If you know anything about risk management, you know that the first choice method for risk mitigation is to design-out the risk (i.e. mitigate the risk by implementing design enhancements to the product).  It’s the same concept for compliance management… the first choice method in reducing the probability of compliance issues for a company is to design-out any noncompliance and design-in compliance.  This is accomplished by “designing” regulatory presence into  each stage of the product development lifecycle.  Best practices for the presence of regulatory affairs within pharmaceutical and medical device organizations must include all the functional areas that have the potential to create compliance issues. 

The appropriate level of regulatory presence can be illustrated in the following example:

Where: Design control processes

When:  At the beginning of the design planning stage.  Preventing compliance issues always wins over correcting compliance issues.


  • Contributor to the design plan – assessment of the regulatory conditions and their impact on the resources needed for design and development, determination of significant portions of the project timeline, and overall feasibility.
  • Contributor to the design input – identification of all applicable regulatory requirements for the product.  When regulatory involvement is present in the development of the design inputs, the result is development of a product that is intrinsically compliant.  When regulatory involvement is omitted from the development of the design inputs, the result is often development of a product that is intrinsically non-compliant.  The development process is then extended so that the non-compliant design aspects can be mitigated into being compliant through product modifications or other methods (testing, etc.).
  • Reviewer of the design output and member of the design review committee – acting as a gatekeeper to ensure the regulatory requirements of the design input are present in the design output.
  • Reviewer of the design verification and validation – regulatory expertise is necessary in the creation and review of test protocols and reports because there are many specific regulatory requirements that need to be addressed within these technical documents.  The verification and validation represents a significant portion of the documentation submitted to regulatory authorities in the pursuit of product approval.   Regulatory personnel will review the test protocols and reports with the same subject matter expertise that the regulatory authorities will be using.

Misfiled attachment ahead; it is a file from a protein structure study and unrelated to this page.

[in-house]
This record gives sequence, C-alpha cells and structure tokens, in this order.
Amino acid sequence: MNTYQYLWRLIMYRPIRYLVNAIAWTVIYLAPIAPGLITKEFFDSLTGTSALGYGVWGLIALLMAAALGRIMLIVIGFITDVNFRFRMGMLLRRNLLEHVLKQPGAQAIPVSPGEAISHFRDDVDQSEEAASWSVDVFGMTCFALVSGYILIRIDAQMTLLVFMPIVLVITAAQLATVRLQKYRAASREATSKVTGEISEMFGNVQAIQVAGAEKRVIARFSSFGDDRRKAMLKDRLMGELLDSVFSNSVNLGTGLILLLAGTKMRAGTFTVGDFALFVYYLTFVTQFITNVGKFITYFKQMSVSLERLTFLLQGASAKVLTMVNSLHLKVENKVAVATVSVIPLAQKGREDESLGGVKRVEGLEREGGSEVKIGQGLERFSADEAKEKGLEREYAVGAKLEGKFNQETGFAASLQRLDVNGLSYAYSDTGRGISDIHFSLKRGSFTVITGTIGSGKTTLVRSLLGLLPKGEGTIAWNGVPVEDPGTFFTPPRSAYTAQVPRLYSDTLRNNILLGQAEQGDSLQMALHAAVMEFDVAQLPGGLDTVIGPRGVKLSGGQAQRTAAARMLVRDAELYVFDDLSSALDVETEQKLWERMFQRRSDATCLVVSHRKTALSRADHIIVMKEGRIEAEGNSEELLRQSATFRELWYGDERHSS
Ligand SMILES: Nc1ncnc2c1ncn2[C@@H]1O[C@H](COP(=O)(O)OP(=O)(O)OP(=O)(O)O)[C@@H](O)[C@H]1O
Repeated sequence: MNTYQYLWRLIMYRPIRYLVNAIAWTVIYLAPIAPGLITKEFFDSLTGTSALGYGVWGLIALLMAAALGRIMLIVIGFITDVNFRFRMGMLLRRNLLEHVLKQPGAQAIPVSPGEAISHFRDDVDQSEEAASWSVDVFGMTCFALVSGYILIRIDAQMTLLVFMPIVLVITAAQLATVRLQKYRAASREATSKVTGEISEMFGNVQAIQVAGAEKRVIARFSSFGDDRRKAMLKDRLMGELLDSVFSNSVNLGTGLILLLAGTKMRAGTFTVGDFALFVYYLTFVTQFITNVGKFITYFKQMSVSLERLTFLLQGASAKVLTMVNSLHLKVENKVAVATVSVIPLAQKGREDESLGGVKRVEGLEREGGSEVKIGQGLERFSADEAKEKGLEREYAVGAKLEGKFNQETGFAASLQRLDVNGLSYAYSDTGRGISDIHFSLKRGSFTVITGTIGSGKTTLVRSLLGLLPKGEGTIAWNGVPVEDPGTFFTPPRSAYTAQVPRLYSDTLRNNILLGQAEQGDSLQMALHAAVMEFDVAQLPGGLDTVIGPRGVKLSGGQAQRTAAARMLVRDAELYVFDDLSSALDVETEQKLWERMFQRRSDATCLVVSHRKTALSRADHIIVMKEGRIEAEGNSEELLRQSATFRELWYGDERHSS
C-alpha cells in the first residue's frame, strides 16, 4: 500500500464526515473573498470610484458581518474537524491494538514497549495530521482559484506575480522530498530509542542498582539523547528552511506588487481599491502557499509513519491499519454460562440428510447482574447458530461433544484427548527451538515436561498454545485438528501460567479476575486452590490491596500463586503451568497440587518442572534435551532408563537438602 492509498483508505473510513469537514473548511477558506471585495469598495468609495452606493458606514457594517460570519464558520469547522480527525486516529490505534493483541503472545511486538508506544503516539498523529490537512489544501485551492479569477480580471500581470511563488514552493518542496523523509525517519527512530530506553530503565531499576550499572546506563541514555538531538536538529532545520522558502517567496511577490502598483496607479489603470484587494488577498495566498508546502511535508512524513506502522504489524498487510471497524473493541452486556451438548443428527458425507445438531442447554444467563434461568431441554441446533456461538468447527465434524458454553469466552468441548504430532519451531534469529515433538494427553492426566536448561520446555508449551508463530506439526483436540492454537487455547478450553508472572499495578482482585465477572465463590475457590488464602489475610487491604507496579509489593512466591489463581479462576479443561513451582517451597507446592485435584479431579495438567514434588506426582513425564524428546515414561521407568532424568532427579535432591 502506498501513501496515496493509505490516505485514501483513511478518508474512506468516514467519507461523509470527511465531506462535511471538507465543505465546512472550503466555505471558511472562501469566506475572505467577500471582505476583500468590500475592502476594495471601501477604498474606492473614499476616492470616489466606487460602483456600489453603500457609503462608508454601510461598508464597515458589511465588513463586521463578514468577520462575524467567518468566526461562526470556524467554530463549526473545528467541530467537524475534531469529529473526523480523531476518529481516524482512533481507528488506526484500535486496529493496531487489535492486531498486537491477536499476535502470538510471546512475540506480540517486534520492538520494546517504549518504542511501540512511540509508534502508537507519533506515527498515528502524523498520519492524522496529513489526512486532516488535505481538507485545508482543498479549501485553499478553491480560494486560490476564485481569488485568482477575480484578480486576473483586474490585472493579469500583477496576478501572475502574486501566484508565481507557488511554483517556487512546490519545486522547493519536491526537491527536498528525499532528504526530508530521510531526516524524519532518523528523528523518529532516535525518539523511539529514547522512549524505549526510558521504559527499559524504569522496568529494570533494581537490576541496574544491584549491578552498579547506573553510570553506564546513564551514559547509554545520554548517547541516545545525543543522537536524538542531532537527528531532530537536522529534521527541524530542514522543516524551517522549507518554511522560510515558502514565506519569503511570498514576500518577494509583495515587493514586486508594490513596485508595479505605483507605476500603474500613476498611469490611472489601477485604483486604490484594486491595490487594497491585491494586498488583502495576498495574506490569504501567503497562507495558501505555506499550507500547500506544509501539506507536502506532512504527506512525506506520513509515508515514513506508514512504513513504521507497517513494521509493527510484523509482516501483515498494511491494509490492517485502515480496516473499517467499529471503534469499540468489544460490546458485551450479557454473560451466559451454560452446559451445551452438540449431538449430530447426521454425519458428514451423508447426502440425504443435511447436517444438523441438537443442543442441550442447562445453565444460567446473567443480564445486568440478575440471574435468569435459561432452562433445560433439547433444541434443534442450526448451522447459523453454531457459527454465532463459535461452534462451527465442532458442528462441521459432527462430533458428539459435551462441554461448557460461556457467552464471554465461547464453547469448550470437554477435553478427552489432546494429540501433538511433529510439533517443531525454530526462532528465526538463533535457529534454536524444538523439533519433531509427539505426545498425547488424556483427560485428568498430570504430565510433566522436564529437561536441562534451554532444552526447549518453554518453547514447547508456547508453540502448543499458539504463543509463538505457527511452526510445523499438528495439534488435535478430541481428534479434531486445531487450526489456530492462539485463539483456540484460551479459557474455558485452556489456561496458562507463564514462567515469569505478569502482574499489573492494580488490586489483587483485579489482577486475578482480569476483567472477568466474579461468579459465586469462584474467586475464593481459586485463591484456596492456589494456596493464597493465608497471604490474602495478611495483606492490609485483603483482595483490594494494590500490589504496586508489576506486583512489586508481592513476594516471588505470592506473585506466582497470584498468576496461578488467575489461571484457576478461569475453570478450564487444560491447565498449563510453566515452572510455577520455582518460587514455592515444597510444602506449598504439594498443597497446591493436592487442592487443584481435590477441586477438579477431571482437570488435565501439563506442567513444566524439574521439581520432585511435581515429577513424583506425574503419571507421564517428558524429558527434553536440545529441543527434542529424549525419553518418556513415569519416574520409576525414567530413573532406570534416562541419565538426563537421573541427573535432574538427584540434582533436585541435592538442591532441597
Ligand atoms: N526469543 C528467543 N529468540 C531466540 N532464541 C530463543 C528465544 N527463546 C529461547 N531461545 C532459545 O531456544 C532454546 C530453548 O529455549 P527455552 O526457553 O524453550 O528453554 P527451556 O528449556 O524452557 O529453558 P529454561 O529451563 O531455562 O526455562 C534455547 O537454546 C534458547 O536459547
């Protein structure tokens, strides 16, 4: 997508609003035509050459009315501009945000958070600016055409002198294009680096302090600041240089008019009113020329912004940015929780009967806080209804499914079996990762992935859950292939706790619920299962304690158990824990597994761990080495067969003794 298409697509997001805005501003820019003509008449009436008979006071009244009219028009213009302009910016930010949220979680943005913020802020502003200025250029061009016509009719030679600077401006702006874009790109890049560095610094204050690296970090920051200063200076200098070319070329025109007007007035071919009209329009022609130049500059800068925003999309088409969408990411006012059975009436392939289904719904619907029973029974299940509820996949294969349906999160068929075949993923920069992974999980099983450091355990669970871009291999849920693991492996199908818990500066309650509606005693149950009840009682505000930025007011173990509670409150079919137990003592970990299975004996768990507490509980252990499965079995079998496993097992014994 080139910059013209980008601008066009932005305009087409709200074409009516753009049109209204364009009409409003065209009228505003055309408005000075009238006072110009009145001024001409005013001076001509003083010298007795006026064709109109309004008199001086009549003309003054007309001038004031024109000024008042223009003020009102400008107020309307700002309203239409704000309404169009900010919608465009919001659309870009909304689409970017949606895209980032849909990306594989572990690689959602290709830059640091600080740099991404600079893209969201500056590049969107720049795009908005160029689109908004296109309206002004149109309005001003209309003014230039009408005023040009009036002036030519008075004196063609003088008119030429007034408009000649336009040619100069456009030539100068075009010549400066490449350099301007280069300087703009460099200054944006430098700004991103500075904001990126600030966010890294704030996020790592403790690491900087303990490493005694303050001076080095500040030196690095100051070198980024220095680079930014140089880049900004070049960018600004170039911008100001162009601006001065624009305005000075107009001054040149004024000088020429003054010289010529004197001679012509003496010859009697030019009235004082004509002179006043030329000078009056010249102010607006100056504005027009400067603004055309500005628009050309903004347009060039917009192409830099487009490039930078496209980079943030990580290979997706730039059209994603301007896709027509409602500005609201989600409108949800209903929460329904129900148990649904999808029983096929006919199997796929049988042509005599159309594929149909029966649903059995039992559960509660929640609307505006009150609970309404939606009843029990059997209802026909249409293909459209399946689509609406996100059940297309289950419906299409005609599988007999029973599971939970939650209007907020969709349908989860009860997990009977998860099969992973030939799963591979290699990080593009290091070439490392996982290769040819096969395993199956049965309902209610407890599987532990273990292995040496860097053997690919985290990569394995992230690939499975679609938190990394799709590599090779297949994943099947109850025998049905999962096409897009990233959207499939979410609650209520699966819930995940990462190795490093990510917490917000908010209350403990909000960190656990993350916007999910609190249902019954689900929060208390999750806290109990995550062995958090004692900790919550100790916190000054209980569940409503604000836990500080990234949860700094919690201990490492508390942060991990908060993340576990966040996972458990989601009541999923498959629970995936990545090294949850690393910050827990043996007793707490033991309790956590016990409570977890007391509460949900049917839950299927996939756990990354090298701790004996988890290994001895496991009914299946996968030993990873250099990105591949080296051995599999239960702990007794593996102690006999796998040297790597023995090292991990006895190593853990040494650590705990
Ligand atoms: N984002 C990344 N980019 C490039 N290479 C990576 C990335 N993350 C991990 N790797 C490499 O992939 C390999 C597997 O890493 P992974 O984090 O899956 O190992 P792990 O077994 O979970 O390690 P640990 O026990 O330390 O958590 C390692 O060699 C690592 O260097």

• Contributor and reviewer for the product launch and commercialization documentation – regulatory personnel will need to identify of the regulatory requirements for manufacturing and create the required post-market product regulatory documentation.


Patricia Santos-Serrao is director of product strategy at MasterControl.  She is a self-motivated, goal-oriented life sciences subject matter expert and industry solutions product manager with over two decades of experience in the pharmaceutical and biologics industry specializing in software solutions for quality management, regulatory affairs and clinical research business processes.

Patricia entered the life sciences industry working in regulatory and clinical operations at Schering-Plough and Boehringer Ingelheim Pharmaceutical and later transitioned into the solutions provider sector assisting small and large global life sciences organizations implementing various business process solutions during her time at CDC Solutions, Liquent, CSC and QUMAS. She has taken leadership roles in transitioning various organizations business processes around from paper to electronic systems for various business functions (including quality, manufacturing, regulatory and clinical).

She is a member of Regulatory Affairs Professional Society (RAPS) and has also earned her Regulatory Affairs Certification (RAC) from RAPS and the Regulatory Affairs Certification Board (RACB). She is also a member of the Drug Information Association (DIA) and a member of the TMF Reference Model Working Group (sponsored by DIA). She may be reached at pserrao@mastercontrol.com.